Alex Shankland is a close friend of mine from Tufts University. We met in freshman year. I told him I was autistic a few weeks later. We’ve been friends ever since.
Justin Robbins: Can you describe how we first met?
Alex Shankland: We were in a writing class at Tufts. It was incredibly bad. We both dropped the course right after the first lecture, but we had similar interests and hit it off. I remember a lot of conversations about Magic: The Gathering and board games.
JR: Do you have any special interests?
AS: I would be hesitant to use that phrase because it plays out at a different level, but absolutely. I have a unique affinity with the trading card game Magic: The Gathering, to the point where my parents wondered whether I might be on the spectrum. I can talk to varying degrees about my interest in politics, but maybe not public like this. Magic: The Gathering is honestly kind of the big one.
JR: What did you know and think about autism prior to meeting me?
AS: Well there was two different baselines. In gamer culture, there was a lot of use of the word autism as an insult, but you knew that wasn’t accurate. The main other image of it was what you find in films, on the less functional end of the spectrum, people who were non verbal and/or mostly the same kind of tropes like in Sheldon Cooper or Sherlock (from the BBC series), that sort of personality.
JR: Did you think I was autistic at the time?
AS: No, but I could pretty much immediately tell, for lack of a better word, that there was something not normal about your brain and how it was working. But without a whole lot of prior knowledge about neurodiversity, I just chalked it up to the ADD/ADHD that I’ve been dealing with my whole life, so I didn’t think much of it.
JR: Do you remember your reaction when I told you? Were you surprised?
AS: Um… not really. I don’t remember my reaction perfectly, but I wasn’t surprised and thought it made sense. My understanding at the time was completely shaped by media which was usually people who aren’t particularly functional and I thought this guy seems really put together. But within a few minutes of talking with you that was pretty much cleared up.
JR: One of the most conspicuous aspects of autism are special interests. How have mine influenced our relationship?
AS: It’s practically all we talk about. That’s an exaggeration, but I think one of the reasons this friendship has endured is your interests are things to varying degrees I’m interested in. We can converse about those things, Magic, board games, history, with regularity and for me that doesn’t come across as off-putting because they’re things I would talk about anyways. And that has been a huge boon. To an extent, your interests have been a defining aspect of our friendship in general.
JR: Since meeting me, have you had any encounters with people who have, shall we say, a less-informed view on autism? What happened and what did you do?
AS: No major incidents in part because frankly your autism doesn’t come up that often in conversation. I also have a policy of not mentioning you’re autistic, unless it’s someone either you or I trust implicitly. It’s not my place to share that information; it’s up to you.
I’ve definitely come across people who have expressed surprise, who will say things about autism or a cure and I’ll mention I have several friends who are autistic and who find the idea of a cure for autism terrifying (for lack of a better word). Frequently those people express surprise that those people can survive and thrive at Tufts. I don’t have any particular detailed or funny stories that come to mind.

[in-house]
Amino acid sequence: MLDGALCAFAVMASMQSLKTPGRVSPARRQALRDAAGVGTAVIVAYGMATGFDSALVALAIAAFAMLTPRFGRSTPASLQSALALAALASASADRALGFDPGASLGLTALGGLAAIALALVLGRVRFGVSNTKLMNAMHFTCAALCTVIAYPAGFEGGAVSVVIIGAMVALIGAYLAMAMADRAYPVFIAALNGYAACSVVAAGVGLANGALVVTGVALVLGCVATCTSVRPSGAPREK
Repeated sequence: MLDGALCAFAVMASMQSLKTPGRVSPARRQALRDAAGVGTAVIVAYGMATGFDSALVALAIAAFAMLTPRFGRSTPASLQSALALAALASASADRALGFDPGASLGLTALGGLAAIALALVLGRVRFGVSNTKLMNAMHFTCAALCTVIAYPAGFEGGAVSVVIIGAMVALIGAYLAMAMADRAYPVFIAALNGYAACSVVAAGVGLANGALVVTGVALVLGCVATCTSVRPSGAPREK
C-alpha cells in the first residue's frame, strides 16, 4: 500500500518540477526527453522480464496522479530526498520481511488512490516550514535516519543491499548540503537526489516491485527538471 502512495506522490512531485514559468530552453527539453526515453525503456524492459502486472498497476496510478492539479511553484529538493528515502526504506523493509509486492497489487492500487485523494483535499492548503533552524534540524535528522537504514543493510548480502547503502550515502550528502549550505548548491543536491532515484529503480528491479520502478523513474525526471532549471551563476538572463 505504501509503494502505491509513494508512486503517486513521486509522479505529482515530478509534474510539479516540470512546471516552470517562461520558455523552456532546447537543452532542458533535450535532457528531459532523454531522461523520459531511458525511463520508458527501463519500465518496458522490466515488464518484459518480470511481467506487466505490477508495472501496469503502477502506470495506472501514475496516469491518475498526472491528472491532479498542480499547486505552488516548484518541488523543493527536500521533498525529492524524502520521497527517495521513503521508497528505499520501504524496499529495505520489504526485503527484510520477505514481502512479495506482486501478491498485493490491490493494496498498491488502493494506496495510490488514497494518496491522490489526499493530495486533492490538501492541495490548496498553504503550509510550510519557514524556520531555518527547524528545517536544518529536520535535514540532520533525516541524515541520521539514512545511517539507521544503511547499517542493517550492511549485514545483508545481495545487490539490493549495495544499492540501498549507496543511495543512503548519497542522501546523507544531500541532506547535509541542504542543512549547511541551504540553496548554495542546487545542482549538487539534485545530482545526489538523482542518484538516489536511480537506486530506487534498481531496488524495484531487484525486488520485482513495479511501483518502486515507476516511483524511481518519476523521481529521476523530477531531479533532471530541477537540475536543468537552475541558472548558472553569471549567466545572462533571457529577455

JR: Have you had encounters with other autistic people? Has knowing me influenced you in those situations (for good or ill)?
AS: There are other people you’ve introduced me to. While I haven’t met other people who explicitly said they’re autistic, I have found out about several people i’ve already known, and recognized signs of several people I know. I don’t know what my reaction would have been before.
It’s also helped me, being friends with you… While autism isn’t something to be ashamed of or a net negative, it’s certainly limiting in certain social situations. Being close to you has helped me understand those limitations and how that actually manifests. It’s all well and good to know autistic people have different levels of comfort with other people; it’s a different thing to understand an autistic person wouldn’t be comfortable with a friendly hug. You can adjust your behavior to make autistic people more comfortable. Every autistic person is different, but [knowing] the ways those limitations can manifest have helped me navigate those situations.
It’s made it easier to handle situations where for most people implicit things about invitations can be fine, but for someone who’s autistic you might say “By the way, people X, Y, and Z are overly loud, so if you’re overstimulated you might want to move into a different room than them.” It’s helped defuse situations. Before I knew you I had no idea how sensory overload and autism interacted. Now that I do, I can avoid those situations with other autistic people.
Comments or questions? Please join the conversation!
Great interview, Justin. I would say most of my longterm friendships start around special interests and eventually, I get to know the person as chat about things other than the shared topic of interest. I also think (as I’ve examined a bit in my Ph.D. dissertation theoretically) that I tend to be more likely to befriend immigrants or indigenous people over the “dominant” culture of my city and our friendships become cultural exchanges. My two upcoming podcasts feature interviews with a friend from the Bavarian Alps and a Metis First Nation woman who have both become good friends. Although these two went to university/college in the 1990s, we were able to compare and contrast our experiences in two different cultural exchanges.